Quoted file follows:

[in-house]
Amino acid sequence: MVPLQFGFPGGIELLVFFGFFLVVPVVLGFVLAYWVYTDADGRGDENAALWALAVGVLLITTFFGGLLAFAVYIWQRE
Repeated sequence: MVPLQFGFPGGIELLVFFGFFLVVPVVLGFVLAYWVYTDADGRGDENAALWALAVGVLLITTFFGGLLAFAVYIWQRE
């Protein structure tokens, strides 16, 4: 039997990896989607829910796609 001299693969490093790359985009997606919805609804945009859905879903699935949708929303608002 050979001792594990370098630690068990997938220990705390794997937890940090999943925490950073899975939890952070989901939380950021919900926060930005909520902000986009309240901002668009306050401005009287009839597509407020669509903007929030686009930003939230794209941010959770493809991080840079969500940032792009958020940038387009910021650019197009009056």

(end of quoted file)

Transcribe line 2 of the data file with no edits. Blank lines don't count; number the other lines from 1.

Amino acid sequence: MVPLQFGFPGGIELLVFFGFFLVVPVVLGFVLAYWVYTDADGRGDENAALWALAVGVLLITTFFGGLLAFAVYIWQRE